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Cal Poly sorority investigated for possible hazing at party

Cal Poly officials are looking into the possibility that hazing may have occurred at an off-campus party late last month involving members of the Alpha Phi sorority.

Stephan Lamb, the university’s director of Student Life and Leadership, said Cal Poly officials will hold a judicial hearing with sorority leaders today.

The investigation comes in response to reports that an 18-year-old female freshman had consumed alcohol excessively Sept. 28, the day after the sorority offered bids to prospective members who went through the pledge process.

The student was taken to the hospital for treatment after a 911 call was made. Cal Poly’s student newspaper, the Mustang Daily, reported that the student had her roommate call 911.

Lamb said a decision about disciplinary action likely would come early next week. He said no police departments are involved with the investigation of the incident.

The party took place at a private residence and involved Alpha Phi members, Lamb said.

Some fraternity members of Pi Kappa Alpha attended the gathering, but they have been cleared.

If Cal Poly officials decide to punish the sorority, Alpha Phi could face possible penalties that could range from revocation of chapter recognition to educational training.

California has a law providing immunity from prosecution to underage drinkers who seek help for themselves or their peers.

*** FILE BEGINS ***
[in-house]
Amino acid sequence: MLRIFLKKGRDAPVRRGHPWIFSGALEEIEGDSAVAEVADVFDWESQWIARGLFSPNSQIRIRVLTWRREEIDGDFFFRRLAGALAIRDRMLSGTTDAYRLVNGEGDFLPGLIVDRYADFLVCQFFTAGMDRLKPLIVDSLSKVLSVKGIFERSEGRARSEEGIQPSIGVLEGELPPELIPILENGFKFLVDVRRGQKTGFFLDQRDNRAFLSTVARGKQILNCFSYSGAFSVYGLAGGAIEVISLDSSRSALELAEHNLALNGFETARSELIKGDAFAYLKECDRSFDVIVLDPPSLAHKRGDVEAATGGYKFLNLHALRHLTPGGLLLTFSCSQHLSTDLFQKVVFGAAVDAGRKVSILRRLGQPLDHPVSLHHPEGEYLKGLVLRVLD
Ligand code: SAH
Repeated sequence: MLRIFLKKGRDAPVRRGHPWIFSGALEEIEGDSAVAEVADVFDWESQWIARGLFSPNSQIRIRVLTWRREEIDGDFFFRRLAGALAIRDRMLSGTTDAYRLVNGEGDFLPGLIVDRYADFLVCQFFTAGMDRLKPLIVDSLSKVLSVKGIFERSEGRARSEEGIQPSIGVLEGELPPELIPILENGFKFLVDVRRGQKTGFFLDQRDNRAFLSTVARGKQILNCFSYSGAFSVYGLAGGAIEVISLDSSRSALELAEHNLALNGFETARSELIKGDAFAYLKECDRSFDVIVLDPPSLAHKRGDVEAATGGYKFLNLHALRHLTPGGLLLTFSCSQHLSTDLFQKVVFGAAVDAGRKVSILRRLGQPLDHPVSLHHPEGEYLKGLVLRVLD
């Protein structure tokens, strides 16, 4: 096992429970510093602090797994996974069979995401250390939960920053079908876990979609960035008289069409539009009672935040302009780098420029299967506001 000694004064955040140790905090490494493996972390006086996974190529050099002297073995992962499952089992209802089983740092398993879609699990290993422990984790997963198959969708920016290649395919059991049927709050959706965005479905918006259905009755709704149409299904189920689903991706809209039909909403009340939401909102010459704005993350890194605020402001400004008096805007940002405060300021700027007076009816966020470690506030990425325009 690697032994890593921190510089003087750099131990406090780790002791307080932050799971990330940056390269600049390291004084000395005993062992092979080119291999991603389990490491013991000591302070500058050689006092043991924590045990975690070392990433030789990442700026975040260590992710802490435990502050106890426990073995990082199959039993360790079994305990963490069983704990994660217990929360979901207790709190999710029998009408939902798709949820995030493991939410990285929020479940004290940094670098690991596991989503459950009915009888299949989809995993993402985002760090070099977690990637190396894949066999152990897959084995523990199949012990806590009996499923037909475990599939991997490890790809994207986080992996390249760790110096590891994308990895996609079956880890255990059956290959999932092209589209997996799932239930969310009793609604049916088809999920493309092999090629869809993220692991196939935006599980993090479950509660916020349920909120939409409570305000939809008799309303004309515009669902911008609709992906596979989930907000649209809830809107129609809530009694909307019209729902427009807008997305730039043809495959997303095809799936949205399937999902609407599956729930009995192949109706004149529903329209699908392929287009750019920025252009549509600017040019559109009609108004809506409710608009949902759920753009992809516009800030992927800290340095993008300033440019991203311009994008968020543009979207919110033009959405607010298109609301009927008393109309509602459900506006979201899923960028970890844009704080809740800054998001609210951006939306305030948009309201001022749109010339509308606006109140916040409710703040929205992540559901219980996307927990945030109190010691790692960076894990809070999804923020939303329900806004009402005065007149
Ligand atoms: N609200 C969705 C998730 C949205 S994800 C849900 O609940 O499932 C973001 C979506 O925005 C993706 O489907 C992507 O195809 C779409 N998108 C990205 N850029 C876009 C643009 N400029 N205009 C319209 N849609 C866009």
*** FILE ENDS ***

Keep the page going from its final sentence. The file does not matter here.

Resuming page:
But Cal Poly still may discipline Greek organizations for violating behavioral rules they’ve agreed to abide by.

Lamb said fraternities tend to be much more likely to violate agreements they have with the university on how to behave than sororities do. He estimated that for every sorority violation fraternities commit about 20 breaches.

Negative events in recent memory have stained the reputation of Greek organizations at Cal Poly.

Those have included the alcohol-related hazing death of freshman fraternity pledge Carson Starkey in 2008 as well as the shutdown of Sigma Phi Epsilon in May after an underage drinking party.

But the university isn’t considering closing down Greek life, Lamb said.

“We’re committed to addressing behaviors that place students in harm’s way,” Lamb said.

A Fraternity and Sorority Assessment Project report conducted in February by a group of Greek organizations detailed several aspects of Greek life at Cal Poly.

The report was conducted on campus by a coalition of national Greek-related organizations and involved interviews with Cal Poly sororities, fraternities and university officials.

The report includes a citation of negative behavior among sororities that included “eating disorders, cocaine use, promiscuity and binge eating.” More negatively, the report also mentioned there might be a culture of “black out, pass out or put out or you’re not going home” at some sororities.

Recommendations by the coalition included a need for greater value amongst Greek organizations on service and academic excellence — laying out several suggestions for how to accomplish those goals.

But the report also said Greek organizations have shown positive strengths, including leadership involvement in Week of Welcome, academic and peer education programs, and participation in 11,000 hours of community service and $120,000 raised for various philanthropies.

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